The second was the launch of our updated Environmental Sustainability strategy last year, which included an improved governance model with oversight by the Board of Directors and approval of the new strategy by the Executive Leadership Team. Our new strategy has energized teams across the company and led to new opportunities for sustainability projects with our brand and market teams, which will accelerate our efforts.
Building on that, an interesting thing to note is that when we shared the updated sustainability strategy last year, it was encouraging to experience overwhelming support from our internal teams. It was as if we finally opened the door, so to speak. All of a sudden, teams that had never asked any sort of environmental-related questions were suddenly messaging myself and my colleague, Suzette Carty, Director of Global Sustainability at Brown-Forman, with sustainability project ideas. It’s grown from there to also include brand teams in the country, marketing teams, and the sales teams who are now bringing more ideas to the table. Obviously, there was interest and passion that seemed to be just below the surface waiting for a signal, and now that they have it, they can’t be contained! That’s been really exciting personally for me to see.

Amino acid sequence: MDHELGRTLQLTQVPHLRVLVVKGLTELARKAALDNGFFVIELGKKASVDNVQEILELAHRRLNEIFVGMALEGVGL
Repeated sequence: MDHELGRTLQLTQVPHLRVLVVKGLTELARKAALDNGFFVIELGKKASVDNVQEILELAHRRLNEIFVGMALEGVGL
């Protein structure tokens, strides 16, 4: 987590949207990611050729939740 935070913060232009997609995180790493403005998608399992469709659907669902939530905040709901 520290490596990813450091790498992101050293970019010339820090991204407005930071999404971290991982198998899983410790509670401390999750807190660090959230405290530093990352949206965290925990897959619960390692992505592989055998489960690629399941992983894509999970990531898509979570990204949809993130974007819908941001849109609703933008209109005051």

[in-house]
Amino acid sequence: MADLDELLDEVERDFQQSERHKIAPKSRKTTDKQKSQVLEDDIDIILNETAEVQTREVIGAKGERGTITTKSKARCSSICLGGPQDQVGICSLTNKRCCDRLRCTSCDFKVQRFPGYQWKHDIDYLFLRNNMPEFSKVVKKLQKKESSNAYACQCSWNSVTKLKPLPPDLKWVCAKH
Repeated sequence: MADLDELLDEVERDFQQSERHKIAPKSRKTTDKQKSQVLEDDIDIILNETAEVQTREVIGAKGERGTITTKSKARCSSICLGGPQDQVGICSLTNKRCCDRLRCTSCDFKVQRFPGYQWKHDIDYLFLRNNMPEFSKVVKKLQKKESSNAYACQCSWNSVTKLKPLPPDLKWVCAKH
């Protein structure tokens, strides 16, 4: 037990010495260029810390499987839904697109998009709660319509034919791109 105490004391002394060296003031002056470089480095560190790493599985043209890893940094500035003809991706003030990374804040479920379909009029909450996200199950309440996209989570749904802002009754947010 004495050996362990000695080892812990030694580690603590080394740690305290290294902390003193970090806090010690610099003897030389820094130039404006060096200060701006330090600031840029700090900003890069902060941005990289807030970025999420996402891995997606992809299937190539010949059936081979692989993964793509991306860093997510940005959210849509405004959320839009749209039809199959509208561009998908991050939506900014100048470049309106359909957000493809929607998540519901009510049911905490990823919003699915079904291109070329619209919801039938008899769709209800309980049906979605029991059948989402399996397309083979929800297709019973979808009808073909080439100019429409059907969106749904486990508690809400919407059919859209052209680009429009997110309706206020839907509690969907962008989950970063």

If you had one superpower that could be used to radically accelerate and scale sustainable best practices, which one would it be, and how would you use it?
For my sustainability superpower, I would choose super speed. While we need to be collaborative and thoughtful in our decision-making and planning, once we’ve decided on a course of action it would be really helpful to just be able to make everything go faster. The faster we can implement solutions, the sooner we will see benefits to people and the planet – and given the scale of the challenges we are facing, especially related to climate and water, the faster we all need to move.
BIER Publications referenced in this interview:
True Cost of Water Toolkit
2021 Water and Energy Benchmarking Study
The Beverage Industry Environmental Roundtable (BIER) is a technical coalition of leading global beverage companies working together to advance environmental sustainability within the beverage sector.